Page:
### Create Symbolic Variables

You can create symbolic variables using either `syms`

or `sym`

. Typical uses of these functions include:

`sym`

– Create numbered symbolic variables, symbolic variables in MATLAB functions, or symbolic numbers whose values differ from their names in the MATLAB workspace.`syms`

– Create*fresh*symbolic variables for interactive symbolic workflows, that is, for symbolic variable creation at the MATLAB command line or in MATLAB live scripts. A*fresh*symbolic variable does not have any assumptions.

The `syms`

command is shorthand for the `sym`

syntax, but the two functions handle assumptions differently. `syms`

clears the assumptions when creating variables. However, recreating a variable using `sym`

does not clear its assumptions.

Create the symbolic variables x and y using `syms`

and `sym`

, respectively.

syms x y = sym('y')

`y = $$y$$`

The first command creates a symbolic variable `x`

in the MATLAB workspace with the value $\mathit{x}$ assigned to the variable `x`

. The second command creates a symbolic variable `y`

with the value $\mathit{y}$.

With `syms`

, you can create multiple variables in one command. Create the variables `a`

, `b`

, and `c`

.

syms a b c

#### Create Array of Symbolic Variables

If you want to create a MATLAB array of numbered symbolic variables, the `sym`

syntax is more convenient than the `syms`

syntax. Therefore, use `sym`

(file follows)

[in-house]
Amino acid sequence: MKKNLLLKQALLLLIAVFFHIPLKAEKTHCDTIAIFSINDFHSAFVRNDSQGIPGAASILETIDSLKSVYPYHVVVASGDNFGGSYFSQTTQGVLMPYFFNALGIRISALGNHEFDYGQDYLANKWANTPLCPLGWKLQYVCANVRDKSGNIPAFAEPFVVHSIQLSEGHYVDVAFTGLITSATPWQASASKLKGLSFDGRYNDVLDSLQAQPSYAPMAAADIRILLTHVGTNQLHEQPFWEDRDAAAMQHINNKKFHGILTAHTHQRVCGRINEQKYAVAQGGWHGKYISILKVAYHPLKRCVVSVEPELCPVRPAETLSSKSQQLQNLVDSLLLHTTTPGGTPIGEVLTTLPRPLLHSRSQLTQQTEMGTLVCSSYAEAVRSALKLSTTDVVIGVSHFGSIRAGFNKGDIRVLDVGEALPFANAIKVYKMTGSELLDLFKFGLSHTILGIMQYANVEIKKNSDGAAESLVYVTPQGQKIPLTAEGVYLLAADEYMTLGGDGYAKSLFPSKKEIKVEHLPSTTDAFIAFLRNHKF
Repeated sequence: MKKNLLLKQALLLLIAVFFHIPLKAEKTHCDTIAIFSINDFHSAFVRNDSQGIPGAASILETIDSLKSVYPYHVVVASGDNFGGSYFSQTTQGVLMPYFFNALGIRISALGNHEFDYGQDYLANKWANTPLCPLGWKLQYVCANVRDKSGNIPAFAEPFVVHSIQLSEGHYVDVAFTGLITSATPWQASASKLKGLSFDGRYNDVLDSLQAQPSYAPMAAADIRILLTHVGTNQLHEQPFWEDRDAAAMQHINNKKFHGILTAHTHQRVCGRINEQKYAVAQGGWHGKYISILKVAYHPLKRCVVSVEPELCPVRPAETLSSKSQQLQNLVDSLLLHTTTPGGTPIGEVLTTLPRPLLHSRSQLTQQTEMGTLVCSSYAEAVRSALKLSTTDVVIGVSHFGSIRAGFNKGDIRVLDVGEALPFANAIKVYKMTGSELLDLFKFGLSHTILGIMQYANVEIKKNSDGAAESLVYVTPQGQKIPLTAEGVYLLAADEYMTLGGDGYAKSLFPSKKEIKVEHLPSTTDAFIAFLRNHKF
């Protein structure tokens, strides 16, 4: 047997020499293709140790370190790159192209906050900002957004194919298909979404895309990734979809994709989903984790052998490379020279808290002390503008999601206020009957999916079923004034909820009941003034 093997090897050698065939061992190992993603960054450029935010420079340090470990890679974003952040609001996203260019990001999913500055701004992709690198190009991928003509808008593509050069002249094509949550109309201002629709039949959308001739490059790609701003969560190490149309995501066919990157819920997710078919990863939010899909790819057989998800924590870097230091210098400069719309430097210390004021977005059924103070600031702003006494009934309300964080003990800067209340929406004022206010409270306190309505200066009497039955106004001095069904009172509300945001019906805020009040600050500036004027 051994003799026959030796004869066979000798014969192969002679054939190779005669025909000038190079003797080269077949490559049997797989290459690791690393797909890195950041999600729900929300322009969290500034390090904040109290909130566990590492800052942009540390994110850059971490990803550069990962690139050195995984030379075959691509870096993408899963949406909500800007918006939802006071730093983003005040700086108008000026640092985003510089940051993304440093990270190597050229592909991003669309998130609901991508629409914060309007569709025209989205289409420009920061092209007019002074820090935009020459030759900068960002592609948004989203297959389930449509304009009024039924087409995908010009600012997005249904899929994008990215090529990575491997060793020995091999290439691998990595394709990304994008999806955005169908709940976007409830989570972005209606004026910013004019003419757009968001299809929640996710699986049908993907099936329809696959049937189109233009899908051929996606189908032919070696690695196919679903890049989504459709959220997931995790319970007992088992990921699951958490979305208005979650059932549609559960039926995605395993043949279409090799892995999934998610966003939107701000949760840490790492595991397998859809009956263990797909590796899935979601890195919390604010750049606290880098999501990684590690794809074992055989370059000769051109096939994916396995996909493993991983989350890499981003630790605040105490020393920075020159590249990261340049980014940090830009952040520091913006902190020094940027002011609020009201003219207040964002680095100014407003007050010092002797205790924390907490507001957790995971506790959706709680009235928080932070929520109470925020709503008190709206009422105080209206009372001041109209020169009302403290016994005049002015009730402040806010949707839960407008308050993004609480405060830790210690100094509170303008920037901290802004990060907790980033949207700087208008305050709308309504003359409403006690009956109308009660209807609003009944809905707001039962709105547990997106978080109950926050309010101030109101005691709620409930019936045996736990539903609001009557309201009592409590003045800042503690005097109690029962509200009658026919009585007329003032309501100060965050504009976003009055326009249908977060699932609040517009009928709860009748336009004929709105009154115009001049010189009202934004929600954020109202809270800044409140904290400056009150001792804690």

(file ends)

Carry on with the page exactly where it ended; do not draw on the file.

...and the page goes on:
to create an array of many numbered symbolic variables.

Clear the workspace. Create a row vector containing the symbolic variables ${\mathit{a}}_{1},\dots ,{\mathit{a}}_{20}$ and assign it to the MATLAB variable `A`

. Display the variable in the MATLAB workspace.

```
clear
A = sym('a',[1 20])
```

`A = $$\left(\begin{array}{cccccccccccccccccccc}{a}_{1}& {a}_{2}& {a}_{3}& {a}_{4}& {a}_{5}& {a}_{6}& {a}_{7}& {a}_{8}& {a}_{9}& {a}_{10}& {a}_{11}& {a}_{12}& {a}_{13}& {a}_{14}& {a}_{15}& {a}_{16}& {a}_{17}& {a}_{18}& {a}_{19}& {a}_{20}\end{array}\right)$$`

whos

Name Size Bytes Class Attributes A 1x20 8 sym

`A`

is a `1`

-by-`20`

array of 20 symbolic variables.

By combining `sym`

and `syms`

, you can create many fresh symbolic variables with corresponding variable names in the MATLAB workspace.

Clear the workspace. Create the fresh symbolic variables `a1, ..., a10`

and assign them the MATLAB variable names `a1, ..., a10`

, respectively. Display the variables in the MATLAB workspace.

```
clear
syms(sym('a',[1 10]))
whos
```

Name Size Bytes Class Attributes a1 1x1 8 sym a10 1x1 8 sym a2 1x1 8 sym a3 1x1 8 sym a4 1x1 8 sym a5 1x1 8 sym a6 1x1 8 sym a7 1x1 8 sym a8 1x1 8 sym a9 1x1 8 sym

The MATLAB workspace contains 10 MATLAB variables that are symbolic variables.

The `syms`

command is a convenient shorthand for the `sym`

syntax, and its typical use is to create fresh symbolic variables for interactive symbolic workflows. Use the `sym`

syntax to create the following:

Symbolic variables in MATLAB functions

Many numbered symbolic variables

Symbolic variable whose value differs from its name in the MATLAB workspace

Symbolic number, such as

`sym(5)`